As road trips and traveling in recreational vehicles become more common, many traveling families have asked for tips on how to do a winter RV trip. “Head south” would be our best advice. However, we have often found ourselves traveling to colder areas or been caught in a cold stretch in even the warmest area. There is lots of fun to be had in ski and hiking areas. So, being prepared for the cold is never a bad idea.
Staying Warm Inside
Our first thought for a winter RV trip is to make sure you heat the inside of it. This is something that is heavily discussed and there is no right answer for how to heat the inside of the RV. Using the RV furnace may seem like the most obvious answer. However, many RVs do not have this heat evenly distributed. So, space heaters might be needed to help remedy this. There is also a factor of where you are parking and the costs for gas vs. electricity. If budget is a concern, you may want to have both ready to go and then be flexible on the combination of your RV furnace vs electric space heaters.
For many, a surprising consideration is the humidity inside during a winter RV trip. The heat inside vs the cold outside creates condensation and humidity, and if not addressed, can create moisture and mold problems that can affect the walls and mattresses inside. An issue that nobody wants to deal with. Air circulation whenever possible is helpful. However, make sure you have a dehumidifier working and check fabrics and soft surfaces often for moisture and mold.
Depending on the size of your tiny home on wheels, storage may be severely limited. In warm climates, this seems to pose some slight inconveniences. In cold climates, it can create an almost unbearable living situation. Boots, snow pants, snow goats, sleds, shovels, hats, gloves mittens – it seems the list of bulky winter gear could go on forever. Be sure to plan for this ahead of time, where are you going and how will these items be stored? What can you do without?
- Buy Clothing that compresses – Look into clothing and brands that are designed for camping and cold weather travel. They will often compress more than your standard winter clothing and allow for warmed + storage space. REI has been a favorite retailer to find great outdoor clothing that works with camping and travel.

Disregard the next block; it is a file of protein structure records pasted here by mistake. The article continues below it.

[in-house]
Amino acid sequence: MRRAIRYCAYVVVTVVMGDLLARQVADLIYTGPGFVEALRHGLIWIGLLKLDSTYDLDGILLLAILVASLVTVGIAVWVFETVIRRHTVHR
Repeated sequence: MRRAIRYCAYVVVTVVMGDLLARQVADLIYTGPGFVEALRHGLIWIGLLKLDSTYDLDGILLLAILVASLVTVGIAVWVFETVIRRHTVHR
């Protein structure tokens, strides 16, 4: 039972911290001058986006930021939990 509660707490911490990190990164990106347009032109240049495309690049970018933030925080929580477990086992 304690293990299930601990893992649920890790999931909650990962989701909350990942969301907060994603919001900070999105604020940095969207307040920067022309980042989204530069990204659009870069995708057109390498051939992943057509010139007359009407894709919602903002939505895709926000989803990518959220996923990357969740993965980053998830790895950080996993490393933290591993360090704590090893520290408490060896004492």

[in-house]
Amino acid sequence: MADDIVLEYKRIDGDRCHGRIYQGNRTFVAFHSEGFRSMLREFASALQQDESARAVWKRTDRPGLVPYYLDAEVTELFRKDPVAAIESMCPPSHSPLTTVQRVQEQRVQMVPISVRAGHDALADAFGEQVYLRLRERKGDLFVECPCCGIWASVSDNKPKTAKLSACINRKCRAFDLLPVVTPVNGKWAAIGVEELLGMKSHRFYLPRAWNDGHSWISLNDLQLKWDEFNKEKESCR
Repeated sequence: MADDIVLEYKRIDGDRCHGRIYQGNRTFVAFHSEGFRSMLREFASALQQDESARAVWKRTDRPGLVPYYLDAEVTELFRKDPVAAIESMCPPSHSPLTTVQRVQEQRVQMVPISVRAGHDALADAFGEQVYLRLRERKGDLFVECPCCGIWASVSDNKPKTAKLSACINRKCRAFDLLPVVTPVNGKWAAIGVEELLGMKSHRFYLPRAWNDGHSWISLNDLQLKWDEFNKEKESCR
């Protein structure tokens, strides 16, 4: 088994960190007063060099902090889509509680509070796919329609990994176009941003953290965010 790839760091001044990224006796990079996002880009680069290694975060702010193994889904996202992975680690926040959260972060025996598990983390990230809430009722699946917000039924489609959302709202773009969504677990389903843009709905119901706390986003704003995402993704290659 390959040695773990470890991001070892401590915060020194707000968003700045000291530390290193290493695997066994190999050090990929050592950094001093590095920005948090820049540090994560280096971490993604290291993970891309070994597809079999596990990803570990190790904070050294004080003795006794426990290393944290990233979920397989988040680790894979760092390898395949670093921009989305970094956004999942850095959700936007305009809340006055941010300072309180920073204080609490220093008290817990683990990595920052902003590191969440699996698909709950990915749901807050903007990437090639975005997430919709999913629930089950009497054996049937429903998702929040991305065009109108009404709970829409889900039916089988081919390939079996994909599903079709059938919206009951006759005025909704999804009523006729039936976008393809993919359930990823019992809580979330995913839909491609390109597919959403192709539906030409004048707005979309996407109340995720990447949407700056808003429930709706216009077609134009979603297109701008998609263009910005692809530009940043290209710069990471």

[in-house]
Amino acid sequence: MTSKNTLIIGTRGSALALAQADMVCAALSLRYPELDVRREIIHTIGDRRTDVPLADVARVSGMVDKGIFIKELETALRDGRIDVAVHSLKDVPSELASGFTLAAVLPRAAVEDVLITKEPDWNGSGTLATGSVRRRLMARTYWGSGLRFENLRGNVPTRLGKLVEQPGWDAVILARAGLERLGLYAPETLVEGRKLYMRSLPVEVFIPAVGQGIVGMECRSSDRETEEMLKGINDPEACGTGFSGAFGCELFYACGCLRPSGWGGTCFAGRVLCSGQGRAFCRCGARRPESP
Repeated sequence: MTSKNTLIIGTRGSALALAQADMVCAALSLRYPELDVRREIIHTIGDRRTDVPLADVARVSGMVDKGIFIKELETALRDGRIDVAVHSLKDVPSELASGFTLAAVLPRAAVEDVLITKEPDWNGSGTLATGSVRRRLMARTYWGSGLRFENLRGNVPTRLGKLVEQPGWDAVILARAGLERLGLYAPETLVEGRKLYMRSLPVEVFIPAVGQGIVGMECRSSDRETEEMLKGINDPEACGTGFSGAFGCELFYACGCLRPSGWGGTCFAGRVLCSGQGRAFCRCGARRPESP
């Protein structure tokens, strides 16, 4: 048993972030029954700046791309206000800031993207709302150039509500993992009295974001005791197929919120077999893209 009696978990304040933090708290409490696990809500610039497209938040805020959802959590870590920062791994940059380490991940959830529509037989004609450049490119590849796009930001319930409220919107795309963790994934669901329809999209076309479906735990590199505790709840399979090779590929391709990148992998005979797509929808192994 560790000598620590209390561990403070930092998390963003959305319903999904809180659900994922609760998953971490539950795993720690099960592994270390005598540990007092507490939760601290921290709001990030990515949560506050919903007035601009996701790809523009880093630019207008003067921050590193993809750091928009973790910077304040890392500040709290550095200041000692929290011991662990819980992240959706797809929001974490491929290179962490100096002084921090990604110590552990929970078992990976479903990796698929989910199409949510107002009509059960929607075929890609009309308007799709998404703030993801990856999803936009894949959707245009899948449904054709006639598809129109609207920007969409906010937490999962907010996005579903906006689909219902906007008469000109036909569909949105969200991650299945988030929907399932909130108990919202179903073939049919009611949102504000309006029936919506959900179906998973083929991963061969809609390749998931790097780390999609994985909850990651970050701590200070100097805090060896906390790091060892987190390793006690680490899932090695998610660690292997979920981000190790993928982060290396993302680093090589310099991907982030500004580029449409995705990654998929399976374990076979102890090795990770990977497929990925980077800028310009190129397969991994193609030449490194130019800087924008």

- Clothing Layers – If you do not plan to do snowy activities, save space and wear layers. A lighter jacket plus a hoodie and long sleeve T-shirt can work just as well as a coat in cooler temps. They will also pack better and give versatility to what you are wearing for the day.
- Simplify – It feels that there is always too much stuff. I know for every time we back up and organize, we are able to take less and less STUFF. However, it still feels like too much! The challenge is to really think about where you are going and what you need to get there and enjoy your time there.
- Rent Gear – Check into locations to see where you may be able to rent skis, sleds, and other items. This will cost a bit of money, but will save a ton of space as you are driving. You can also be sure to have the best gear for the activity that you want to do.
Reach Out and Find Online Communities
If you plan on making RV travel a regular part of your life or travels, look into RV groups and online resources. There are always last-minute questions and ideas that you will want a bit of hivemind for. The Bébé Voyage community is always a great resource and many can connect you to other RV communities to help you find what you need.
Ultimately, the purpose of traveling in an RV/Van is to get out of the motorhome and into the world. So, no matter where you choose to go, be sure to spend time outside and prepare to embrace the rain, snow, and cold. Balancing being prepared with a sense of adventure will serve your family well.
Be flexible. Let go. Keep an open mind. Take it all in.
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